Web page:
Porterville, Western Cape

From Wikipedia, the free encyclopedia
Jump to navigation Jump to search
Porterville
Porterville aerial cropped.jpg
Porterville NG Kerk.JPG
Jan Danckaert Museum.JPG
Wheat panorama.jpg
From the top, an aerial photograph of Porterville in South Africa with the R44 road running through the town. In the left photograph, the Grootwinterhoek mountains can be seen in the distance.
NG Kerk in Porterville (left). The Jan Danckaert Museum (right). Wheat is grown in the surrounding area (below).
Porterville is located in Western Cape
Porterville
Porterville
Porterville is located in South Africa
Porterville
Porterville
Coordinates: 33°00′S 18°59′E / 33.000°S 18.983°E / -33.000; 18.983Coordinates: 33°00′S 18°59′E / 33.000°S 18.983°E / -33.000; 18.983
CountrySouth Africa
ProvinceWestern Cape
DistrictWest Coast
MunicipalityBergrivier
Area
 • Total7.98 km2 (3.08 sq mi)
Population
 (2011)[1]
 • Total7,057
 • Density880/km2 (2,300/sq mi)
Racial makeup (2011)
 • Black African1.6%
 • Coloured76.4%
 • Indian/Asian0.4%
 • White21.0%
 • Other0.6%
First languages (2011)
 • Afrikaans96.0%
 • English1.9%
 • Other2.1%
Time zoneUTC+2 (SAST)
Postal code (street)
6810, 6811, 6812
PO box
6810
Area code022

Porterville is a town in the Western Cape province of South Africa.

The town is located at the foot of the Olifants River Mountains, 27 km south-east of Piketberg and 155 km north-east of Cape Town. It is situated 140 km north of Cape Town on R44 road at the base of the Olifants River mountains. The Dasklip Pass to the surrounding Groot Winterhoek mountains is located 14 km outside of the town. Agriculture in the area is dominated by wheat production. The closest towns are Piketberg to the west, Saron to the south, and Eendekuil and Citriusdal to the north.

History[edit]

Prior to European settlement the area was inhabited by Khoekhoen nomadic pastoralists.[2] The town was laid out in 1863 on Pomona's farm, previously owned by Willems Vallei. The town was established in 1863 and named after William Porter, who served as Attorney General of the Cape Colony from 1839 to 1866,[3] and became a municipality in 1903.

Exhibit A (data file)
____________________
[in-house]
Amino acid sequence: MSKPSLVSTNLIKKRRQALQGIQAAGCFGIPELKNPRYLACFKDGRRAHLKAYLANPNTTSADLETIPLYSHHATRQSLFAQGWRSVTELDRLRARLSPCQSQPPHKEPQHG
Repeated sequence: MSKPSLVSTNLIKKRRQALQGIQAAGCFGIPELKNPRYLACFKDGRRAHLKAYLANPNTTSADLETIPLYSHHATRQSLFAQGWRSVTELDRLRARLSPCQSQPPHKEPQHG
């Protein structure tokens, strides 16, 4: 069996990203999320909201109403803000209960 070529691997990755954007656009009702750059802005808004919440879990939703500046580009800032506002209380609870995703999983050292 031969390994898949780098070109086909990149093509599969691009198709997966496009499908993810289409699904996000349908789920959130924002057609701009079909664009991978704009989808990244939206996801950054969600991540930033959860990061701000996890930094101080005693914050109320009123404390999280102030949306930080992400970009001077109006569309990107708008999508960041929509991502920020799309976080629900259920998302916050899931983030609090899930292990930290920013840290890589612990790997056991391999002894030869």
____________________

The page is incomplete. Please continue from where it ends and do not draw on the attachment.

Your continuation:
Demographics[edit]

Historical population
YearPop.±%
20015,863—    
20117,057+20.4%
[4][1]

According to the 2011 census, Porterville has a population of 7,057 people divided into 1,949 households. The census identifies residents' first languages as 96.0% Afrikaans, 1.9% English and 2.1% other. Within the population, 76.4% of residents identified themselves as "Coloured", 21.0% as "White" and 1.6% as "Black African".[1] Porterville has an area of about 7.98 square km, with a density of 884.3 per square km. Minor area differences exist between figures extracted from the 2001 and 2011 censuses.

Things to do[edit]

Porterville used to be home to the Porterville Farmer's Market, a community-driven market located 1 km outside of town. It has now sadly permanently closed, May 2021 due to Covid restrictions. Despite attempts to open it again under new ownership, it remains closed.


Other attractions include Beaverlac & 22 waterfalls camping sites just outside the town.

Notable people[edit]

References[edit]

  1. ^ a b c d e f "Main Place Porterville". Census 2011.
  2. ^ Arthur, Charles (December 2008). "The archaeology of indigenous herders in the Western Cape of South Africa". Southern African Humanities. 20: 215.
  3. ^ "Dictionary of Southern African Place Names (Public Domain)". Human Science Research Council. p. 372.
  4. ^ [1], Census 2001 — Main Place "Porterville"
  5. ^ "Nataniël's table". www.lecreuset.co.za. Retrieved 2020-10-06.